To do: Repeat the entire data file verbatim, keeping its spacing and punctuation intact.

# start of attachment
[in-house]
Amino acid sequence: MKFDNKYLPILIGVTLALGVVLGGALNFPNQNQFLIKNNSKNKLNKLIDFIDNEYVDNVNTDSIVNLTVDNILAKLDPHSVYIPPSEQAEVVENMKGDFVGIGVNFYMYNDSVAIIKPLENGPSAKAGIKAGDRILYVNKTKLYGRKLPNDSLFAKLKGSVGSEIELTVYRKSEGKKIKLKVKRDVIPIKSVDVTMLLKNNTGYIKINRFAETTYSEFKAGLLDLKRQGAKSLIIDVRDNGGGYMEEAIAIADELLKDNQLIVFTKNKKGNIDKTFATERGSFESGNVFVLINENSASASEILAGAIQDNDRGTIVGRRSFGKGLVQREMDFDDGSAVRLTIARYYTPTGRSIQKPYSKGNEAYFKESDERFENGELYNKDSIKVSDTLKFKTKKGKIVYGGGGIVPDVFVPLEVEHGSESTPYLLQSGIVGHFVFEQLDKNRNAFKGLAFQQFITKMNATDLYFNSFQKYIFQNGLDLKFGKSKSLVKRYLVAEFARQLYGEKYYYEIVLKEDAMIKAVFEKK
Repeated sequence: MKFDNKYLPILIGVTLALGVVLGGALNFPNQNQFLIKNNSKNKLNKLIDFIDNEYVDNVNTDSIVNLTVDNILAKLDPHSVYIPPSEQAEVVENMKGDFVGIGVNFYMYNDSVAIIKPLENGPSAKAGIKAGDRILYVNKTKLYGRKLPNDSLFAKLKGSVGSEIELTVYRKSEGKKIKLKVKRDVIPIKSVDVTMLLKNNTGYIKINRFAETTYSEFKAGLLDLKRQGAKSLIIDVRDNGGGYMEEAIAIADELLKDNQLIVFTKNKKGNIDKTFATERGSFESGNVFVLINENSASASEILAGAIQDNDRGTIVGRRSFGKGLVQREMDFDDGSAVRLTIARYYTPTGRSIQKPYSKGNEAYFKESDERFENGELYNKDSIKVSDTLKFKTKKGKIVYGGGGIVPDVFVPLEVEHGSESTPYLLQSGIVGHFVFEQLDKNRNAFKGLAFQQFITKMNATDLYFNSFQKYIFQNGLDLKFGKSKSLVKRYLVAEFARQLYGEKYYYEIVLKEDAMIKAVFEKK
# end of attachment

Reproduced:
[in-house]
Amino acid sequence: MKFDNKYLPILIGVTLALGVVLGGALNFPNQNQFLIKNNSKNKLNKLIDFIDNEYVDNVNTDSIVNLTVDNILAKLDPHSVYIPPSEQAEVVENMKGDFVGIGVNFYMYNDSVAIIKPLENGPSAKAGIKAGDRILYVNKTKLYGRKLPNDSLFAKLKGSVGSEIELTVYRKSEGKKIKLKVKRDVIPIKSVDVTMLLKNNTGYIKINRFAETTYSEFKAGLLDLKRQGAKSLIIDVRDNGGGYMEEAIAIADELLKDNQLIVFTKNKKGNIDKTFATERGSFESGNVFVLINENSASASEILAGAIQDNDRGTIVGRRSFGKGLVQREMDFDDGSAVRLTIARYYTPTGRSIQKPYSKGNEAYFKESDERFENGELYNKDSIKVSDTLKFKTKKGKIVYGGGGIVPDVFVPLEVEHGSESTPYLLQSGIVGHFVFEQLDKNRNAFKGLAFQQFITKMNATDLYFNSFQKYIFQNGLDLKFGKSKSLVKRYLVAEFARQLYGEKYYYEIVLKEDAMIKAVFEKK
Repeated sequence: MKFDNKYLPILIGVTLALGVVLGGALNFPNQNQFLIKNNSKNKLNKLIDFIDNEYVDNVNTDSIVNLTVDNILAKLDPHSVYIPPSEQAEVVENMKGDFVGIGVNFYMYNDSVAIIKPLENGPSAKAGIKAGDRILYVNKTKLYGRKLPNDSLFAKLKGSVGSEIELTVYRKSEGKKIKLKVKRDVIPIKSVDVTMLLKNNTGYIKINRFAETTYSEFKAGLLDLKRQGAKSLIIDVRDNGGGYMEEAIAIADELLKDNQLIVFTKNKKGNIDKTFATERGSFESGNVFVLINENSASASEILAGAIQDNDRGTIVGRRSFGKGLVQREMDFDDGSAVRLTIARYYTPTGRSIQKPYSKGNEAYFKESDERFENGELYNKDSIKVSDTLKFKTKKGKIVYGGGGIVPDVFVPLEVEHGSESTPYLLQSGIVGHFVFEQLDKNRNAFKGLAFQQFITKMNATDLYFNSFQKYIFQNGLDLKFGKSKSLVKRYLVAEFARQLYGEKYYYEIVLKEDAMIKAVFEKK